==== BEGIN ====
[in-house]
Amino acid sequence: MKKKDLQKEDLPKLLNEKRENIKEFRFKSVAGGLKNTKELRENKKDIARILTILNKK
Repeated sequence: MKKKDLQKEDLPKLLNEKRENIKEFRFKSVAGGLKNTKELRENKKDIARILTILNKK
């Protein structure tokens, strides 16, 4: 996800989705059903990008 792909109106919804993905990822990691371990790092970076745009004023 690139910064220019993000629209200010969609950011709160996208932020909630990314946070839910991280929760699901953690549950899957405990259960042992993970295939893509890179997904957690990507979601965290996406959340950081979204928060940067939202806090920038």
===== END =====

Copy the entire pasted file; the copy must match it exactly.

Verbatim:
[in-house]
Amino acid sequence: MKKKDLQKEDLPKLLNEKRENIKEFRFKSVAGGLKNTKELRENKKDIARILTILNKK
Repeated sequence: MKKKDLQKEDLPKLLNEKRENIKEFRFKSVAGGLKNTKELRENKKDIARILTILNKK
């Protein structure tokens, strides 16, 4: 996800989705059903990008 792909109106919804993905990822990691371990790092970076745009004023 690139910064220019993000629209200010969609950011709160996208932020909630990314946070839910991280929760699901953690549950899957405990259960042992993970295939893509890179997904957690990507979601965290996406959340950081979204928060940067939202806090920038």